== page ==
CD review: A magical 500-year leap backwards into the wonders of the Eton Choirbook

A page from the Eton Choirbook representing a motet by composer John Browne, whose reationship with the fabled school started as a choirboy in the 1460s.

There was an in-joke among English choristers in the late 15th century: “The French sing, Italians shake, Germans wail and the Enlish rejoice” (Galli cantant, Italiae capriant, Germani ululant, Anglici jublilant, in the original Latin).

The national slurs are silly, of course, but it’s pretty much impossible not to reach a state of bliss after listening to a new album featuring seven pieces chosen by English a capella choir Tonus Peregrinus from the Eton Choirbook, one of the rare sources of English sacred music from the closing decades of the 1400s.

Eton, as painted around 1750 by Canaletto during a stay in England.

This slice of music history is particularly valuable because most manuscripts of sacred music predating King Henry VIII’s split with the Roman Catholic church were lost in the ensuing dissolution and pillaging of monasteries and their libraries in the mid-16th century — scarcely more than a century after Henry VI founded the college for underprivileged boys (pretty much the opposite of what it is now).

Written out in multicoloured inks on parchment and bound in calfskin, the Choirbook is large enough so that seven men and 10 boys would have been able to stand around it and read the music by candlelight.

The Eaton chapel choir today.

Centuries and countless accidents have reduced the original 224 pages to 126, most of them written out by the same hand around 1490. The way the music is written takes learning and practice, as there are no bar lines and the choral parts don’t line up the way they do in modern notation.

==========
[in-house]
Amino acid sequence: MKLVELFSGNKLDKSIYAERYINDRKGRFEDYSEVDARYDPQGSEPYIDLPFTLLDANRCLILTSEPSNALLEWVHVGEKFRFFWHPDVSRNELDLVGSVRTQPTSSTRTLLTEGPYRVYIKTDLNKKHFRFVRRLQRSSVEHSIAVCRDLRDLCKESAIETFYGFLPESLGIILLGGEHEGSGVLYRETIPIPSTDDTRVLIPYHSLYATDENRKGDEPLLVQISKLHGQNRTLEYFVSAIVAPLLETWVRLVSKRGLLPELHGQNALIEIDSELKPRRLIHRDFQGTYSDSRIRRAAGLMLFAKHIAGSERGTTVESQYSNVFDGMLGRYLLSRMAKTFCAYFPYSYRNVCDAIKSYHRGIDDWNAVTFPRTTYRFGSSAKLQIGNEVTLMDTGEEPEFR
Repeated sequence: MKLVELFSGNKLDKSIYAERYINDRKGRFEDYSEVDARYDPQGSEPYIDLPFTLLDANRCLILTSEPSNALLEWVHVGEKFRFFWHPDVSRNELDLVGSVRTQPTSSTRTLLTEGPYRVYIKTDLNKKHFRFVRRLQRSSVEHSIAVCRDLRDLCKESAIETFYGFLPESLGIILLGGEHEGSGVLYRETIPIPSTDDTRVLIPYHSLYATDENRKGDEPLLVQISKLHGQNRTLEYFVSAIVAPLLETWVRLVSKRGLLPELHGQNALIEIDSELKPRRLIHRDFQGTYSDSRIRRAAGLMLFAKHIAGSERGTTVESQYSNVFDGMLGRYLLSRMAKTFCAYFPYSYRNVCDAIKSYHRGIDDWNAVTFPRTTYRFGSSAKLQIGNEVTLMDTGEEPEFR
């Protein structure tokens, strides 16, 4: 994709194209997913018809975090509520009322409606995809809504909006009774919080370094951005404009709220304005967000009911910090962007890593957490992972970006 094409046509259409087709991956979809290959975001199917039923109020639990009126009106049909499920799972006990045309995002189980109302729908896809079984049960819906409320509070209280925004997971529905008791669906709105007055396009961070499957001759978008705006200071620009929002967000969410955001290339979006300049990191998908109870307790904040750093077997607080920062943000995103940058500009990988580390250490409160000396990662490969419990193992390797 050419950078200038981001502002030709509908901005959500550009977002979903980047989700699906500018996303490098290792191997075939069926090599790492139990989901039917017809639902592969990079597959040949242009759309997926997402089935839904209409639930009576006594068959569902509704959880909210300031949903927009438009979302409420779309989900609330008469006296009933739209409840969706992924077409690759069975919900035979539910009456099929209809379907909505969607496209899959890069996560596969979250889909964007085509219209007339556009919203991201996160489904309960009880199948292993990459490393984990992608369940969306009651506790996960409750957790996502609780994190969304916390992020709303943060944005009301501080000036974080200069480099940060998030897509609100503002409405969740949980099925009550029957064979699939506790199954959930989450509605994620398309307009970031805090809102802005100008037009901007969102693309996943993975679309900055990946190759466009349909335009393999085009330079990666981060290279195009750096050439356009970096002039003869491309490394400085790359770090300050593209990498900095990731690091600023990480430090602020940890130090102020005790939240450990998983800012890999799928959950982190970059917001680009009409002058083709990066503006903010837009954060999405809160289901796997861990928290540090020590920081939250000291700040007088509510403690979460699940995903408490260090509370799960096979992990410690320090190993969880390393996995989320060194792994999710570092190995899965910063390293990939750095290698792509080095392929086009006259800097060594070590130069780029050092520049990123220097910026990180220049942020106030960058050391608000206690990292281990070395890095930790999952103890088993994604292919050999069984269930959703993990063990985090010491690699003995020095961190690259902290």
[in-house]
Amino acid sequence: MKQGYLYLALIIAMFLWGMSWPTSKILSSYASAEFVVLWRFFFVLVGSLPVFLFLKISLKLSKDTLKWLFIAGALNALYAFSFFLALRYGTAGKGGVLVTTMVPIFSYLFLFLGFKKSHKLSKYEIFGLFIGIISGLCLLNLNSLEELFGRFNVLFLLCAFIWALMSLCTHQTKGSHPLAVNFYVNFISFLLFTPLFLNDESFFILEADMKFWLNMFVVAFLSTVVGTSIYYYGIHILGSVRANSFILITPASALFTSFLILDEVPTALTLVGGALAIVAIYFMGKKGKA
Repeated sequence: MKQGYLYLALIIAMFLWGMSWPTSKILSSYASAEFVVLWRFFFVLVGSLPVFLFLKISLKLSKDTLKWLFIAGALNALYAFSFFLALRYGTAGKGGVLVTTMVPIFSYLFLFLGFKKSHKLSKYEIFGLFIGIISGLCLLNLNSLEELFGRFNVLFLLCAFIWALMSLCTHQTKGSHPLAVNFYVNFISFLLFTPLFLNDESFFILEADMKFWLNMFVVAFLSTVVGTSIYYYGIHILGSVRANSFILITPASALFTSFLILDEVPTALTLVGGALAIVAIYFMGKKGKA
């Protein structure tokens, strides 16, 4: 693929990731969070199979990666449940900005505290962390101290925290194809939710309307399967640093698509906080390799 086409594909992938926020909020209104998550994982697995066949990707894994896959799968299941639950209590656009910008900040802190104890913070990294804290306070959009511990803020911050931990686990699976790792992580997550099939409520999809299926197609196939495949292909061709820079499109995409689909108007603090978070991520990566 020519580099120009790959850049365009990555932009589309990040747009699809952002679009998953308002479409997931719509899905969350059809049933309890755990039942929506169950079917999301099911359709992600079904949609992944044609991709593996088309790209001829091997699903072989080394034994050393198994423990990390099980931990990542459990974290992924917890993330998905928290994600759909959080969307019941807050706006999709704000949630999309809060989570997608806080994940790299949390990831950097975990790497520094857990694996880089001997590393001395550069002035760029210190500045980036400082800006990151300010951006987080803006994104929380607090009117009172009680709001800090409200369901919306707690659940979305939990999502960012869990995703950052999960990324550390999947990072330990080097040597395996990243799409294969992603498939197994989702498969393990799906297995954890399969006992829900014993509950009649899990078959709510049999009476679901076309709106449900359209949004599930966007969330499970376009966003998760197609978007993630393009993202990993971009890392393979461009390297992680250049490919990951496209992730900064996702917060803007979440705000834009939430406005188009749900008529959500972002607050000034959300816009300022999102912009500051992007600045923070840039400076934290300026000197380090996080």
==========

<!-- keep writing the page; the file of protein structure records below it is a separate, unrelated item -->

But what is intelligible is a window on a polyphonic musical cosmos distinct from what was being created on the far side of the English Channel.

Composer Antony Pitts, who founded Tonus Peregrinus 22 years ago, has has worked with this music (from both sides of the watery divide) for so long that he and the choir have taken liberties in changing some notes to make music that sounds better.

Or, as Pitts explains, to help “once pallid polyphony burst into resonant combinations of tones that match the vivid blues, golds and greens of the Choirbook itself.”

Tonus Peregrinus, recorded at a church in London, used specially constructed microphones to try and bring high-definition clarity to the long lines of undulating, intertwined voices. The result is particularly vivid, highlighting the character of individual voices, and making the Latin texts perfectly intelligible.

One of the most striking works on the album is a 20-minute fragment of the St Matthew Passion, as set by Richard Davy around 1500. It alternates chant with choral responses in rich polyphony that follows the drama of the story far more closely than is typical of this style of music.

A fascinating treat is the final piece, a 13-part canon by Robert Wylkynson that is a later (circa 1510) addition to the Choirbook. It starts with the words “Jesus walked among them” before the Apostles’ Creed. Because of the piece’s structure, it really sounds is as if a figure singing through every voice in the choir. It’s pure magic.

There are many ways to enjoy the music on this album, ranging from richly flecked sonic wallpaper, to blot-out-the-world meditation aid, to full-on revel in the strange and wonderful ways that repeating melodic lines and simple leaps of thirds and fifths can be made to invoke a higher spiritual plane.

For all the details on this Naxos album, the excellent booklet notes by Pitts, as well as sound samples, click here.


Here to give an idea of what to expect are Harry Christophers and The Sixteen singing a Good Friday motet by John Browne from the Eton Choirbook (the Tonus Peregrinus album contains Browne’s setting of the Stabat Mater, and has a much clearer and more direct sound that is still nice and spacious.)

John Terauds


Leave a Reply

Fill in your details below or click an icon to log in: Logo

You are commenting using your account. Log Out /  Change )

Google+ photo

You are commenting using your Google+ account. Log Out /  Change )

Twitter picture

You are commenting using your Twitter account. Log Out /  Change )

Facebook photo

You are commenting using your Facebook account. Log Out /  Change )

Connecting to %s